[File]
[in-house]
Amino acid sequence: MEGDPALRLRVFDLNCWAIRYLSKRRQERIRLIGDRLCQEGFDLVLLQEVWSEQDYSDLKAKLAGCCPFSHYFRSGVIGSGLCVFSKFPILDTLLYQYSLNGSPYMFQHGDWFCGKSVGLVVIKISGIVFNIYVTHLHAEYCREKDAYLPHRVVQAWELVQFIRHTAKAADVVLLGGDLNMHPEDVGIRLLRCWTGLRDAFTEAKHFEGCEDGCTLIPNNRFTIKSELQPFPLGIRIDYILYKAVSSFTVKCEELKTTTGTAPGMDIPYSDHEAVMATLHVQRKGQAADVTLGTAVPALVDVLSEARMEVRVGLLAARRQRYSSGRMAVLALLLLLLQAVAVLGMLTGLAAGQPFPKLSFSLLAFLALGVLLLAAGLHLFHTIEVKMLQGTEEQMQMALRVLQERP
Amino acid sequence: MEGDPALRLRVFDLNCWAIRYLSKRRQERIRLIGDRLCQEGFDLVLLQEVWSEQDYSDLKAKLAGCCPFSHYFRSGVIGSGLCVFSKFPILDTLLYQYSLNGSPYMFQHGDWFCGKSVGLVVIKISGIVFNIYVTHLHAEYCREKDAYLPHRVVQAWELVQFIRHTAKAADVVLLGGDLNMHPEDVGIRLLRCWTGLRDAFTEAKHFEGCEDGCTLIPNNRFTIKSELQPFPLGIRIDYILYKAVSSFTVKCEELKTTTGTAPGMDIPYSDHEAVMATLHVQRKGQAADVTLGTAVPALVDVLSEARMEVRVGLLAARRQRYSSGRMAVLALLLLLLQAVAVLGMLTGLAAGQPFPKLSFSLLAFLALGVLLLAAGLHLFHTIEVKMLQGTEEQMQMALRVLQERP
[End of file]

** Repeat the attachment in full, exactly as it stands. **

[in-house]
Amino acid sequence: MEGDPALRLRVFDLNCWAIRYLSKRRQERIRLIGDRLCQEGFDLVLLQEVWSEQDYSDLKAKLAGCCPFSHYFRSGVIGSGLCVFSKFPILDTLLYQYSLNGSPYMFQHGDWFCGKSVGLVVIKISGIVFNIYVTHLHAEYCREKDAYLPHRVVQAWELVQFIRHTAKAADVVLLGGDLNMHPEDVGIRLLRCWTGLRDAFTEAKHFEGCEDGCTLIPNNRFTIKSELQPFPLGIRIDYILYKAVSSFTVKCEELKTTTGTAPGMDIPYSDHEAVMATLHVQRKGQAADVTLGTAVPALVDVLSEARMEVRVGLLAARRQRYSSGRMAVLALLLLLLQAVAVLGMLTGLAAGQPFPKLSFSLLAFLALGVLLLAAGLHLFHTIEVKMLQGTEEQMQMALRVLQERP
Amino acid sequence: MEGDPALRLRVFDLNCWAIRYLSKRRQERIRLIGDRLCQEGFDLVLLQEVWSEQDYSDLKAKLAGCCPFSHYFRSGVIGSGLCVFSKFPILDTLLYQYSLNGSPYMFQHGDWFCGKSVGLVVIKISGIVFNIYVTHLHAEYCREKDAYLPHRVVQAWELVQFIRHTAKAADVVLLGGDLNMHPEDVGIRLLRCWTGLRDAFTEAKHFEGCEDGCTLIPNNRFTIKSELQPFPLGIRIDYILYKAVSSFTVKCEELKTTTGTAPGMDIPYSDHEAVMATLHVQRKGQAADVTLGTAVPALVDVLSEARMEVRVGLLAARRQRYSSGRMAVLALLLLLLQAVAVLGMLTGLAAGQPFPKLSFSLLAFLALGVLLLAAGLHLFHTIEVKMLQGTEEQMQMALRVLQERP